A considerable crowd from all around the county of Lancashire had gathered for the meeting; contemporary estimates varied from 30,000 up to 150,000; modern estimates are around 60,000 or 80,000. People expected a peaceful meeting and many were wearing their Sunday clothes. Some carried banners with texts like "No Corn Laws", "Annual Parliaments", "Universal suffrage" and "Vote By Ballot." The only banner known to have survived can be seen in Middleton Public Library. It was carried by Thomas Redford who was injured by a yeomanry sabre. One side of the banner is inscribed 'Liberty and Fraternity' and the other 'Unity and Strength'. The main speakers did not arrive until after 1:00 p.m., and Hunt was invited to speak first at 1:20 p.m.. Lancashire is a non-metropolitan county of historic origin in the North West of England, bounded to the west by the Irish Sea. ... Elections Part of the Politics series Politics Portal This box:      Universal suffrage (also general suffrage or common suffrage) consists of the extension of the right to vote to all adults, without distinction as to race, sex, belief, intelligence, or economic or social status. ...


Attack

At around 1:31 p.m. the magistrates observing the meeting decided to stop it. When the reading of the Riot Act did not help, they gave orders to Captain Joseph Nadin, Deputy Constable of Manchester, to arrest the leaders. Nadin requested military aid and magistrates sent for the Manchester and Salford Yeomanry. For the album by Pearl Jam see Riot Act (album). ...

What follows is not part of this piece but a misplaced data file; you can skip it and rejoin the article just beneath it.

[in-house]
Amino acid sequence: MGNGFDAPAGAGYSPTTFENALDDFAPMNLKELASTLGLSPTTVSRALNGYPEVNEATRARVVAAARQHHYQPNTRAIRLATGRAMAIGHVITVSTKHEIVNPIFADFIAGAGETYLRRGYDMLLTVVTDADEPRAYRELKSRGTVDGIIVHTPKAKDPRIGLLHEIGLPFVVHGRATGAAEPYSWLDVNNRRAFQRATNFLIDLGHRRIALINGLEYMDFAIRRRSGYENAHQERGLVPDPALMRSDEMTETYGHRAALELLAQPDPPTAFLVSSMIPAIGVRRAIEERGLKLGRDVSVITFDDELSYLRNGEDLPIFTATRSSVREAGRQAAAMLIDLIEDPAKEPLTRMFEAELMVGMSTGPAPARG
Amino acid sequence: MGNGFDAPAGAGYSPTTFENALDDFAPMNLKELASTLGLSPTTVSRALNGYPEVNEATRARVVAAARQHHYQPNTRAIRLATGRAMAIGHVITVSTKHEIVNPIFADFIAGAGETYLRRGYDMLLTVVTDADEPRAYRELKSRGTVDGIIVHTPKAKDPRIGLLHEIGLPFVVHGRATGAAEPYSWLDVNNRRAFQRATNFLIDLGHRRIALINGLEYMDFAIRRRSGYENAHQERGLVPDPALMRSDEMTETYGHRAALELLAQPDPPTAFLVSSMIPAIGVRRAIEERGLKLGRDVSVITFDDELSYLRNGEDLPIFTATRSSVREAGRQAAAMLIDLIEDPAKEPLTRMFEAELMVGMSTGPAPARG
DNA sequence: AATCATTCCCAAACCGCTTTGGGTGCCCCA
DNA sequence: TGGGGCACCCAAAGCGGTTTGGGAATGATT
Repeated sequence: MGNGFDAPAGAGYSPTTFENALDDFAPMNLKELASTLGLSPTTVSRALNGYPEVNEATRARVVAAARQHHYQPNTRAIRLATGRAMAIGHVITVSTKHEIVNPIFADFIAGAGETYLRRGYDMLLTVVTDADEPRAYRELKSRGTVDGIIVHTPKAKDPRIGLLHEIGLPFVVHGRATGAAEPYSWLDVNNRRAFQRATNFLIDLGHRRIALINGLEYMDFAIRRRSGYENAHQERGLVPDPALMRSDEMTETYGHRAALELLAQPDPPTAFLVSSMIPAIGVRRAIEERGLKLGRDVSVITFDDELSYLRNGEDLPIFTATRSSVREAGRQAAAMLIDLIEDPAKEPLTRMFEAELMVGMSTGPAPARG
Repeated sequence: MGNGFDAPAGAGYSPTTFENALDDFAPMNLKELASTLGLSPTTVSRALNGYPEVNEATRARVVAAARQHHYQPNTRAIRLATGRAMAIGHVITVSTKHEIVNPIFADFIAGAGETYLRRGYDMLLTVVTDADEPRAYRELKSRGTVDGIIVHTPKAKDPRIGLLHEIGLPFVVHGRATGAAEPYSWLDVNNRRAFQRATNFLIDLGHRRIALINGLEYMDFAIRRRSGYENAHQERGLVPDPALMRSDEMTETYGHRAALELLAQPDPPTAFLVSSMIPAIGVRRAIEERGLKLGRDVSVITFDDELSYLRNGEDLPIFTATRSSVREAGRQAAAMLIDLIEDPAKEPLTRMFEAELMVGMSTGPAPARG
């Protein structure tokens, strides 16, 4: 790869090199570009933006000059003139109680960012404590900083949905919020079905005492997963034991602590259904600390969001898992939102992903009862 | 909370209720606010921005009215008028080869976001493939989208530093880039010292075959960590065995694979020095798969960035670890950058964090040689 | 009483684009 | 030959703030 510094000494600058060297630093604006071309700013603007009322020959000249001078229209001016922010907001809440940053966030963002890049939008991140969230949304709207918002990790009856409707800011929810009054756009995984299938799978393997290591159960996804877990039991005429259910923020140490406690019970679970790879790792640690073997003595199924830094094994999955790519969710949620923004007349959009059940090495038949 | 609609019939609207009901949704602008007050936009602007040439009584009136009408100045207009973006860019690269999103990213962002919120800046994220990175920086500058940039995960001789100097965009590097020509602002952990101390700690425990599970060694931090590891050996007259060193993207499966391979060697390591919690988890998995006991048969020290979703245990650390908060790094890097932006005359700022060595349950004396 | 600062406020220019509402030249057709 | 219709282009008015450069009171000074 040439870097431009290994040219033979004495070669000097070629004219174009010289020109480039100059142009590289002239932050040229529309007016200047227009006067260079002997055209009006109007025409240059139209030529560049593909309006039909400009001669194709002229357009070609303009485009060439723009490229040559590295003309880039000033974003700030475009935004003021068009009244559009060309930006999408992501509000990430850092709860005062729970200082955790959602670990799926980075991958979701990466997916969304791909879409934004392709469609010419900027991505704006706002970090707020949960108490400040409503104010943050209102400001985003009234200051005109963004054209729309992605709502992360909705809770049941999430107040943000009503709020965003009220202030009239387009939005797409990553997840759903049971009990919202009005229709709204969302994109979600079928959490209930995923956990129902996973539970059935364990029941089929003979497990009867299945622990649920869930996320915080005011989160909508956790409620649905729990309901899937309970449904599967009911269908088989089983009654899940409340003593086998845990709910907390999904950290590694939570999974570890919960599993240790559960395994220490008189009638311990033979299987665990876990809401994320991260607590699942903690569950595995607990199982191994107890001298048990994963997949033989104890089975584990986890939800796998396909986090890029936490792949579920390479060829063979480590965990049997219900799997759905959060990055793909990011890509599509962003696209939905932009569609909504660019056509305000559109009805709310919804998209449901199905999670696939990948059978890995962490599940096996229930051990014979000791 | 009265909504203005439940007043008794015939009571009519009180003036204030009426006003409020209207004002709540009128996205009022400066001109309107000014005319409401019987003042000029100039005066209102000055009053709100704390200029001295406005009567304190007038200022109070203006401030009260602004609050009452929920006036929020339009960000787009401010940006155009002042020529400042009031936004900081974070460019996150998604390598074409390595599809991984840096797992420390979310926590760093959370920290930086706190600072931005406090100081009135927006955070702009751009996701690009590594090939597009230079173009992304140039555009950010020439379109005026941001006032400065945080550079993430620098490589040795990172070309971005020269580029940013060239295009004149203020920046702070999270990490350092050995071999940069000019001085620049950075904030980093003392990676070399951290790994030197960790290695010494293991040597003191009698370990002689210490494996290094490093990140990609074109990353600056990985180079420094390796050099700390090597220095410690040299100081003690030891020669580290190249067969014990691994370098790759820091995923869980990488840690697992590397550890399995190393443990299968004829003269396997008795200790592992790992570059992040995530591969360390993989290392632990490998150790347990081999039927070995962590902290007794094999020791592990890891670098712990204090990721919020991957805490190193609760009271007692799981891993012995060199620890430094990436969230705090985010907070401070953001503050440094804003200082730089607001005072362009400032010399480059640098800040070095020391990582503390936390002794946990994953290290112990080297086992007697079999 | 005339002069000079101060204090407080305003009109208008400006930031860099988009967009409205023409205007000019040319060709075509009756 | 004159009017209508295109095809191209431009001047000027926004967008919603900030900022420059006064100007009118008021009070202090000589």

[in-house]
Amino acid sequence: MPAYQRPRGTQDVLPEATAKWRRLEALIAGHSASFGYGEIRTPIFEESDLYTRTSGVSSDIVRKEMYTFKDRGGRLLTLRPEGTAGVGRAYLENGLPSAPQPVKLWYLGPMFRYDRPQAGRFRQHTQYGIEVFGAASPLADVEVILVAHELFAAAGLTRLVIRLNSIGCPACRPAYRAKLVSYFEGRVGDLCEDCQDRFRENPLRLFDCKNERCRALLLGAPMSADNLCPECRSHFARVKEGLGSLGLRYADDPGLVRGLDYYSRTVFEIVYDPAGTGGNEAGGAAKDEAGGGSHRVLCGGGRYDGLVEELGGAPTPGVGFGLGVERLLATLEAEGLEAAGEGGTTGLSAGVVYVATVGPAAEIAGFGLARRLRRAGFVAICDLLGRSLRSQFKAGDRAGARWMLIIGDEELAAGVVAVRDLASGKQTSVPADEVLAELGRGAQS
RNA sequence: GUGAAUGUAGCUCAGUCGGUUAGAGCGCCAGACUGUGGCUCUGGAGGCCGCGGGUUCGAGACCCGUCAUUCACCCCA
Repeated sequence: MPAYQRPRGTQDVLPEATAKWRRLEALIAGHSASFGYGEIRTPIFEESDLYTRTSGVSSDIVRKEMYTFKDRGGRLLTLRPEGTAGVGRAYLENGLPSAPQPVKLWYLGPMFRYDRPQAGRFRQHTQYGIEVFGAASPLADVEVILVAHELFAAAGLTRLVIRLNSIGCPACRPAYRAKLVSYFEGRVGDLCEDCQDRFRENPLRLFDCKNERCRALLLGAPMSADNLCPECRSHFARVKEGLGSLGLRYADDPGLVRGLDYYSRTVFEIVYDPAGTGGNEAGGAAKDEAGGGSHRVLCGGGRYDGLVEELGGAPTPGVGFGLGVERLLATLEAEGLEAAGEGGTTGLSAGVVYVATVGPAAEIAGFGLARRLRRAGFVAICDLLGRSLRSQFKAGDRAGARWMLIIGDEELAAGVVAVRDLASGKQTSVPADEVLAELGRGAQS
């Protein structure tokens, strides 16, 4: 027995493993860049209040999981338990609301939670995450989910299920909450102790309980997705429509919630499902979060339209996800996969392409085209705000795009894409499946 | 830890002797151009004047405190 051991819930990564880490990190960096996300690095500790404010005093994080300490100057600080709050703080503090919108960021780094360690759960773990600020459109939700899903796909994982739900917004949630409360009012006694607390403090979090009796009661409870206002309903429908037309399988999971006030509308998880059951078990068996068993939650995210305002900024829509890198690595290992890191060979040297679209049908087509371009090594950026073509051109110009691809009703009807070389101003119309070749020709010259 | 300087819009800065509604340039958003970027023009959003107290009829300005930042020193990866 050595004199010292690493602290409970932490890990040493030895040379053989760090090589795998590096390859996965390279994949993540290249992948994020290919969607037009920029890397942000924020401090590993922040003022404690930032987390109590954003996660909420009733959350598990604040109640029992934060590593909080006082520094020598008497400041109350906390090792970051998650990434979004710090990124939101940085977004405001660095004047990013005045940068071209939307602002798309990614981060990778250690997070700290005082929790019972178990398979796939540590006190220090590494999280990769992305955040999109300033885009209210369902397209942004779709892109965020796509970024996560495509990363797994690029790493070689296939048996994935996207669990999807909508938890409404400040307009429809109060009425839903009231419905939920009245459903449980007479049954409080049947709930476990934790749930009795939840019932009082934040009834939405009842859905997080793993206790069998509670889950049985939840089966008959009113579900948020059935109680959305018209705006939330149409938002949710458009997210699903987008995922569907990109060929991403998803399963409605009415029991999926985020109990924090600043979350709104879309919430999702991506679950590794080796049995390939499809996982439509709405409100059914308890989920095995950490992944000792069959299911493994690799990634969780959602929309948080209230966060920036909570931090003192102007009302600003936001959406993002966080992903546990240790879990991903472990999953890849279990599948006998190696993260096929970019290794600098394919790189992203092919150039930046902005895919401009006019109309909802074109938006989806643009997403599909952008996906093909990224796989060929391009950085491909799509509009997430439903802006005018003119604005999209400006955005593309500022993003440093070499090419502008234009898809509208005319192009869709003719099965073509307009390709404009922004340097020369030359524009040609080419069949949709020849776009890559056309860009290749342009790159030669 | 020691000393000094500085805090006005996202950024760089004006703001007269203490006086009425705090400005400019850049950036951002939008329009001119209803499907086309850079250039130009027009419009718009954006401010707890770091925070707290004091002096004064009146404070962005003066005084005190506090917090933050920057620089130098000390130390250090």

Sixty Yeomanry cavalrymen, possibly drunk [citation needed], entered the field under their leader Captain Hugh Hornby Birley, brandishing their cavalry sabres and charging towards the cart that served as the speakers' stand. When some demonstrators tried to stop them by linking their hands, they began to attack them with their sabres. When the cavalry reached the cart, they arrested Hunt, Joseph Johnson and a number of others, including some journalists. In the 1790s, the threat of invasion of England was high, with the French Revolution and the rise of Napoleon Bonaparte. ... Hugh Hornby Birley (10 March 1778 - 31 July 1845) was a leading Manchester Tory who is reputed to have led the fatal charge of troops at the Peterloo Massacre but was also instrumental in founding the Royal Victoria Gallery of Practical Science in 1839. ... French naval officers sabre of the 19th Century From left to right: two bayonets, a short curved infantry or artillery briquet, a straight infantry officers sabre, and a carbine. ...


The Yeomanry then began to strike down the flags and banners of the crowd with their sabres. Outside the field William Hulton perceived the crowd's actions as an assault and ordered Lieutenant Colonel Guy L'Estrange of the Hussars into the field at 1:50 p.m., ostensibly to save the Yeomanry. Within ten minutes the Hussars had cleared the field and also pacified the Yeomanry.


Aftermath

Eleven people were killed and about 500, including 100 women, injured, many trampled by horses. One man had his nose severed, and others were bleeding from numerous sabre cuts. Many of those present, including local masters, employers and owners were horrified by the carnage.